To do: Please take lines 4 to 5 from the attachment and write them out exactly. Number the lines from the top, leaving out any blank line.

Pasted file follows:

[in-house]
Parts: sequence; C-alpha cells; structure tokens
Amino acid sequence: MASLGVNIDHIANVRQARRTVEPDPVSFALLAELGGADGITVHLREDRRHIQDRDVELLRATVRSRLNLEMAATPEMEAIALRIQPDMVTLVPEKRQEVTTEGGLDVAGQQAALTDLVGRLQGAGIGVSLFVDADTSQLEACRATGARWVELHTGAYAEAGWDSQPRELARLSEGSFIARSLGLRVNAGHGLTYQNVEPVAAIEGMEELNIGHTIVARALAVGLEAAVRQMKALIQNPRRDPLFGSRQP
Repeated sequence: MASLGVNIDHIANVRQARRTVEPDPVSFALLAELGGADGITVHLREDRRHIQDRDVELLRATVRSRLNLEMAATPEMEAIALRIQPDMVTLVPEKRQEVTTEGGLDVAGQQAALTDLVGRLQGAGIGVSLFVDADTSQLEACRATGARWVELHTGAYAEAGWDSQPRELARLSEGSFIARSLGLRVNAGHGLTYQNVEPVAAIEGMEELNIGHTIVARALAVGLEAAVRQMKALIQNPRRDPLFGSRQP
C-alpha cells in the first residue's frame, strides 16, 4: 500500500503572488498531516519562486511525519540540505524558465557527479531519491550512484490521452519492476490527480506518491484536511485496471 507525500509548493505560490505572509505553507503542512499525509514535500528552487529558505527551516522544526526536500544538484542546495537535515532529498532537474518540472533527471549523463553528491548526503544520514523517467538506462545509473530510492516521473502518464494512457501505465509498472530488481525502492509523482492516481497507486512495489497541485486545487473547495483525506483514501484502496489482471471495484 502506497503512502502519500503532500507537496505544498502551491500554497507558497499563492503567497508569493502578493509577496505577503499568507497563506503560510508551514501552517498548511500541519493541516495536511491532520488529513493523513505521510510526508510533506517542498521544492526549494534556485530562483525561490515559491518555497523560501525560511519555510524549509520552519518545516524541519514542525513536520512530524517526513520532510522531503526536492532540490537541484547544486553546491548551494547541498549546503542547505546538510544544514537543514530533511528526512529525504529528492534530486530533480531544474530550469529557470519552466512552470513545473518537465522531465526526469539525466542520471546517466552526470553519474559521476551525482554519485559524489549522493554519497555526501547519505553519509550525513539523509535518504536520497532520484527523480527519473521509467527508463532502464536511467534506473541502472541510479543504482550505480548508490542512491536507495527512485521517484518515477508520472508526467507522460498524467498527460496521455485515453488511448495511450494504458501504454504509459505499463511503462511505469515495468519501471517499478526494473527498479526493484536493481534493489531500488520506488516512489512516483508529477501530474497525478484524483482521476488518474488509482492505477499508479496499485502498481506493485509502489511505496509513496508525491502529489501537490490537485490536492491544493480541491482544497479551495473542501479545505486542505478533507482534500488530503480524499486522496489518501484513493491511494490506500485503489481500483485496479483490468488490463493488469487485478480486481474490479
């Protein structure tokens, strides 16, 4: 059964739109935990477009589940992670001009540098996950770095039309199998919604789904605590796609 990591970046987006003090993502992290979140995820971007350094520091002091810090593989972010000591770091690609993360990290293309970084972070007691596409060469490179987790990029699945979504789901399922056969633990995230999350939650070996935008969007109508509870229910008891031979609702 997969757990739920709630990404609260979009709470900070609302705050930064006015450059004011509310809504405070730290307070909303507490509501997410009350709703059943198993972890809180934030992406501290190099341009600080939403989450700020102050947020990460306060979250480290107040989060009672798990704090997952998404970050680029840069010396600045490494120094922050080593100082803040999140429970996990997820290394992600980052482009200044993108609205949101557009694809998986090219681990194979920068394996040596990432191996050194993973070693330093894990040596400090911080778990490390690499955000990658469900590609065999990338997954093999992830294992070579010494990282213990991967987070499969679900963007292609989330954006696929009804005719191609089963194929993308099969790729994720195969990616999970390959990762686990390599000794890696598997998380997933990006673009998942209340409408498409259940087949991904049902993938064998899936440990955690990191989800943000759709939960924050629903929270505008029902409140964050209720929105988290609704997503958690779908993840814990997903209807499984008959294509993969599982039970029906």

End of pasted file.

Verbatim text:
Repeated sequence: MASLGVNIDHIANVRQARRTVEPDPVSFALLAELGGADGITVHLREDRRHIQDRDVELLRATVRSRLNLEMAATPEMEAIALRIQPDMVTLVPEKRQEVTTEGGLDVAGQQAALTDLVGRLQGAGIGVSLFVDADTSQLEACRATGARWVELHTGAYAEAGWDSQPRELARLSEGSFIARSLGLRVNAGHGLTYQNVEPVAAIEGMEELNIGHTIVARALAVGLEAAVRQMKALIQNPRRDPLFGSRQP
C-alpha cells in the first residue's frame, strides 16, 4: 500500500503572488498531516519562486511525519540540505524558465557527479531519491550512484490521452519492476490527480506518491484536511485496471 507525500509548493505560490505572509505553507503542512499525509514535500528552487529558505527551516522544526526536500544538484542546495537535515532529498532537474518540472533527471549523463553528491548526503544520514523517467538506462545509473530510492516521473502518464494512457501505465509498472530488481525502492509523482492516481497507486512495489497541485486545487473547495483525506483514501484502496489482471471495484 502506497503512502502519500503532500507537496505544498502551491500554497507558497499563492503567497508569493502578493509577496505577503499568507497563506503560510508551514501552517498548511500541519493541516495536511491532520488529513493523513505521510510526508510533506517542498521544492526549494534556485530562483525561490515559491518555497523560501525560511519555510524549509520552519518545516524541519514542525513536520512530524517526513520532510522531503526536492532540490537541484547544486553546491548551494547541498549546503542547505546538510544544514537543514530533511528526512529525504529528492534530486530533480531544474530550469529557470519552466512552470513545473518537465522531465526526469539525466542520471546517466552526470553519474559521476551525482554519485559524489549522493554519497555526501547519505553519509550525513539523509535518504536520497532520484527523480527519473521509467527508463532502464536511467534506473541502472541510479543504482550505480548508490542512491536507495527512485521517484518515477508520472508526467507522460498524467498527460496521455485515453488511448495511450494504458501504454504509459505499463511503462511505469515495468519501471517499478526494473527498479526493484536493481534493489531500488520506488516512489512516483508529477501530474497525478484524483482521476488518474488509482492505477499508479496499485502498481506493485509502489511505496509513496508525491502529489501537490490537485490536492491544493480541491482544497479551495473542501479545505486542505478533507482534500488530503480524499486522496489518501484513493491511494490506500485503489481500483485496479483490468488490463493488469487485478480486481474490479